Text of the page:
Evan Osnos writes: The United States has no diplomatic relations with North Korea, so there is no embassy in Washington, but for years the two countries have relied on the “New York channel,” an office inside North Korea’s mission to the United Nations, to handle the unavoidable parts of our nonexistent relationship. The office has, among other things, negotiated the release of prisoners and held informal talks about nuclear tensions. In April, I contacted the New York channel and requested permission to visit Pyongyang, the capital of the Democratic People’s Republic of Korea.
The New York channel consists mostly of two genial middle-aged men: Pak Song Il, a husky diplomat with a gray brush cut; and his aide-de-camp, Kwon Jong Gun, who is younger and thinner. They go everywhere together. (The North Korean government has diplomats work in pairs, to prevent them from defecting, or being recruited as spies.) Under U.S. law, they can travel only twenty-five miles from Columbus Circle. Pak and Kwon met me near their office, for lunch at the Palm Too. They cautioned me that it might take several months to arrange a trip. North Korea periodically admits large groups of American journalists, to witness parades and special occasions, but it is more hesitant when it comes to individual reporters, who require close monitoring and want to talk about the nuclear program.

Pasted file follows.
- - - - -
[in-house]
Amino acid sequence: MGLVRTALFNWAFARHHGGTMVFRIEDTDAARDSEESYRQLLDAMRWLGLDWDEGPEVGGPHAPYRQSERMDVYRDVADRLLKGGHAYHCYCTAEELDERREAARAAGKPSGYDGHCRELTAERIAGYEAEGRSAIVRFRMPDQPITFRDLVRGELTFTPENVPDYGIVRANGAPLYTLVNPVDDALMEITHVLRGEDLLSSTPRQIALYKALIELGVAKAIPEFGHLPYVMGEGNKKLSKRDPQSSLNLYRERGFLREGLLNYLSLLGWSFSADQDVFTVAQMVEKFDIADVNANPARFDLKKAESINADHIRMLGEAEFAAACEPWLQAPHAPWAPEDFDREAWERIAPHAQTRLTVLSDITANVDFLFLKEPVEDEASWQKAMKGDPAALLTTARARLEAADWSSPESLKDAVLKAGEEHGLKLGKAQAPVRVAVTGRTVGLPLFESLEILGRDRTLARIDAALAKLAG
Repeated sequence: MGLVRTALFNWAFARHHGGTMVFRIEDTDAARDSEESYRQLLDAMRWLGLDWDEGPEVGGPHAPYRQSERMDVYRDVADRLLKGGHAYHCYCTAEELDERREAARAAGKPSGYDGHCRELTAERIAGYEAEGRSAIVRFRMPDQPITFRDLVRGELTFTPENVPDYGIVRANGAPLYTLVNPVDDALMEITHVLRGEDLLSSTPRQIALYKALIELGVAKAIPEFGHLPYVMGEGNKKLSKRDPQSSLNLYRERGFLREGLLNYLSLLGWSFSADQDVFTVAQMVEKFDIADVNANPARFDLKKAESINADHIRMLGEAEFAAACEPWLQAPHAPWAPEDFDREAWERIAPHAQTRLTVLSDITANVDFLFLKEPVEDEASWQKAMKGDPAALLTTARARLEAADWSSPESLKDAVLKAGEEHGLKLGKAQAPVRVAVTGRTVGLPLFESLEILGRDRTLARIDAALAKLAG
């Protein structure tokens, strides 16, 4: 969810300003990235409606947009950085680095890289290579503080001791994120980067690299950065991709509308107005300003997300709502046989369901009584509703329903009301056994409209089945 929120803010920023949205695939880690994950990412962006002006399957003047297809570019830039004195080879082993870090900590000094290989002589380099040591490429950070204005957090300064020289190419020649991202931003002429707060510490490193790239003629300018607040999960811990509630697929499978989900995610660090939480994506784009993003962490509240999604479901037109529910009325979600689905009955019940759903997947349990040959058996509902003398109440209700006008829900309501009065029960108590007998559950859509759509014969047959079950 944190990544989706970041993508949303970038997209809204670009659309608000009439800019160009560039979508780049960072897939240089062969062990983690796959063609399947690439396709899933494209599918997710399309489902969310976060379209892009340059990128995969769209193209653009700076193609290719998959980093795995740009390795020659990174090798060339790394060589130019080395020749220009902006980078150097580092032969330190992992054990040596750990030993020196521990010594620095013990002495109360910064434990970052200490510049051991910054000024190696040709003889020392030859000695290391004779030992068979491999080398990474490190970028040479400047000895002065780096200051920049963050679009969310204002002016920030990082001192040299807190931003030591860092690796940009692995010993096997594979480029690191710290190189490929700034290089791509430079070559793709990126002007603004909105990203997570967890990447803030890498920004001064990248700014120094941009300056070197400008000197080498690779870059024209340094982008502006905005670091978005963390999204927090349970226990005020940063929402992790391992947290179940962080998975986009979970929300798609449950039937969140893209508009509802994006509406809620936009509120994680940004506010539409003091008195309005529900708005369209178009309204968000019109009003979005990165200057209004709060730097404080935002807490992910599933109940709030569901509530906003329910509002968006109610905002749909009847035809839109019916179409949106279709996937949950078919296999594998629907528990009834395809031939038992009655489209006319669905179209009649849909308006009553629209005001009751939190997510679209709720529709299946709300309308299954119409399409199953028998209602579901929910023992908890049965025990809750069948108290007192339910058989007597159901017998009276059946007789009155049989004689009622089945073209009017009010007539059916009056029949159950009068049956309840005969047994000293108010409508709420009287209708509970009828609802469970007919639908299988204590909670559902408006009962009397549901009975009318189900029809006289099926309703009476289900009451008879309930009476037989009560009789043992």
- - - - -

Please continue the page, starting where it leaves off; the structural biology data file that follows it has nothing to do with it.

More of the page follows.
Americans are accustomed to eruptions of hostility with North Korea, but in the past six months the enmity has reached a level rarely seen since the end of the Korean War, in 1953. The crisis has been hastened by fundamental changes in the leadership on both sides. In the six years since Kim Jong Un assumed power, at the age of twenty-seven, he has tested eighty-four missiles—more than double the number that his father and grandfather tested. Just before Donald Trump took office, in January, he expressed a willingness to wage a “preventive” war in North Korea, a prospect that previous Presidents dismissed because it would risk an enormous loss of life. Trump has said that in his one meeting with Barack Obama, during the transition, Obama predicted that North Korea, more than any other foreign-policy challenge, would test Trump. In private, Trump has told aides, “I will be judged by how I handle this.” [Continue reading…]